This blog post is a brief introduction to the role of music in my life, so that future posts can take up specific themes in more detail. An earlier post on this blog contained some photographs of musical scenes from my childhood.
My mother plays piano and sometimes the flute, and during the last few years has taken up teaching music to primary school students at a local school. Her father used to be the conductor of the Maitland town band. My father’s side of the family is less musical, but his mother played a bit.
I’m told that when I was very young, certain music had me entranced. As a small child, whenever the Doctor Who theme music played I would apparently drop everything, run to the TV and stand there until the music stopped (this was years before I became interested in the program). I’m also told that a favourite toy of mine was a tortoise that played “I’d like to teach the world to sing“.
A cassette made when I was three years old — to send to grandparents when we were living overseas — contained my first recorded composition. It went like this: “The curtains, the curtains, the curtains, the curtains, the curtains, the curtains, the curtains, the curtains. And now I’m going to sing about the frog. The frog, the frog, the frog, the frog, the frog, the frog, the frog, the frog“. The cassette is now lost, but this could have been a hit, don’t you think?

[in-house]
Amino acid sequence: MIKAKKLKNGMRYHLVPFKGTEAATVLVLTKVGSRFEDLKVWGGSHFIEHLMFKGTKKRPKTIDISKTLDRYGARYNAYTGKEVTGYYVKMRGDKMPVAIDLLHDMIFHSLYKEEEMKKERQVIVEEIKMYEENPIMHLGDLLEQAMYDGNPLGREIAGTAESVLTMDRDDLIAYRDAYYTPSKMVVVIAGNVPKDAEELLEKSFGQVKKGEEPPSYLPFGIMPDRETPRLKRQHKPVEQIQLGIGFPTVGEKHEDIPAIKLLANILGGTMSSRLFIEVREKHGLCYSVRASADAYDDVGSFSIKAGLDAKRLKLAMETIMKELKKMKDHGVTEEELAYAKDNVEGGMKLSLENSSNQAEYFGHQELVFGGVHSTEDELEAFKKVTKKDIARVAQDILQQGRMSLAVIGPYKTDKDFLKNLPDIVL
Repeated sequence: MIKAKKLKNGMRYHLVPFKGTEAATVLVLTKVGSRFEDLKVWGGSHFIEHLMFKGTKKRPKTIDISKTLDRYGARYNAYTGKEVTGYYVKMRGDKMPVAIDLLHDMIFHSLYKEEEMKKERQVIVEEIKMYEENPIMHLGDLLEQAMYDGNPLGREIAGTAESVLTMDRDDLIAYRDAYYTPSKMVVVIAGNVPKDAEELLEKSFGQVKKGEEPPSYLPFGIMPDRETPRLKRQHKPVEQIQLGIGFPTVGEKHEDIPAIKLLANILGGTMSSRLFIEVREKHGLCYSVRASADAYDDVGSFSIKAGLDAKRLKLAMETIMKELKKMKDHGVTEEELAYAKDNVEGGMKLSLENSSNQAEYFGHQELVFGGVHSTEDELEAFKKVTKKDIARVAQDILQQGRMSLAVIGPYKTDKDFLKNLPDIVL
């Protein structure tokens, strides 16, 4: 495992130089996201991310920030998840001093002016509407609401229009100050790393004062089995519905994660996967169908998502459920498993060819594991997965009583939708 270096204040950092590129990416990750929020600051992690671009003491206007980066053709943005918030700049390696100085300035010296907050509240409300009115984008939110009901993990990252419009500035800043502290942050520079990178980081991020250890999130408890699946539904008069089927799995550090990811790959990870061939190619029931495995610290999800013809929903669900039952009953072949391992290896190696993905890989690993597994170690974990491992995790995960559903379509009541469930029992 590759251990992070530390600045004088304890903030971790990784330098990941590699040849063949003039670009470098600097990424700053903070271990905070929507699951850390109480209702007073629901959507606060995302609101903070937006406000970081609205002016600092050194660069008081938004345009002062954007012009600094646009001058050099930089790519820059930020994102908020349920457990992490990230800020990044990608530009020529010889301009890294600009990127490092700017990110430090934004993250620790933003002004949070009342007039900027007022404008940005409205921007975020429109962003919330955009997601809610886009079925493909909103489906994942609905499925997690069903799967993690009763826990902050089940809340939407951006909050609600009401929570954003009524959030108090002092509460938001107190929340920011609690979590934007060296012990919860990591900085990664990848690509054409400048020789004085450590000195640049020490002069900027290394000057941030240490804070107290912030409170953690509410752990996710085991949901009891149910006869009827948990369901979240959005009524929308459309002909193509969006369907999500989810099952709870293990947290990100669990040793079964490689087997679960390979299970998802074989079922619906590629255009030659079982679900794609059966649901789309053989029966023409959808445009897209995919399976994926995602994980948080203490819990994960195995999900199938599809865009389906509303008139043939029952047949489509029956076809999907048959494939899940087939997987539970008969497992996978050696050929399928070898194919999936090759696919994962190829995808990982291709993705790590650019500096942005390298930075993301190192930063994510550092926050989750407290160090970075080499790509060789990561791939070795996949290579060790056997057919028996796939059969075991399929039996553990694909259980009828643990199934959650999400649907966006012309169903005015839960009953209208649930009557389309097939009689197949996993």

I started piano lessons when I was six, for which I was taken out of school each week and had a custard and pudding lunch at Grandnan and Papa’s place afterwards. I quickly developed an interest in composing music. Mrs Gregory, my teacher, limited the creative part of the lessons to the first five minutes, but I was never passionate about reading music from paper and after a few years I lost interest in the lessons and stopped.
I’ve had other piano teachers. Among these was Melinda, who offered a more tailor-made curriculum in which I could learn what I was interested in. Once she introduced me to the musical modes, and set me the exercise of composing a tune that exploited them. I’ll share the fruits of this exercise in a future blog post. But she left the town when she got married, so I didn’t have her for very long.
The instrument I played in the school band was trombone. I enjoyed this at the time, but didn’t continue playing afterwards. We did a tour or two around nearby schools and went busking in Adelaide once, playing Christmas carols, and one year I and one classmate played for the town musical.
At Grandma and Grandpa’s place was kept an electronic Yamaha keyboard that we’d bought, and was available for us grandkids to play when we visited. I inherited it after Grandpa died, and used it to compose various songs. But the instrument died in 2000 from battery leakage.
Later I was given a much more sophisticated Technics electronic piano, which I still have, and use mostly for improvisation rather than true composition. Here’s a photograph.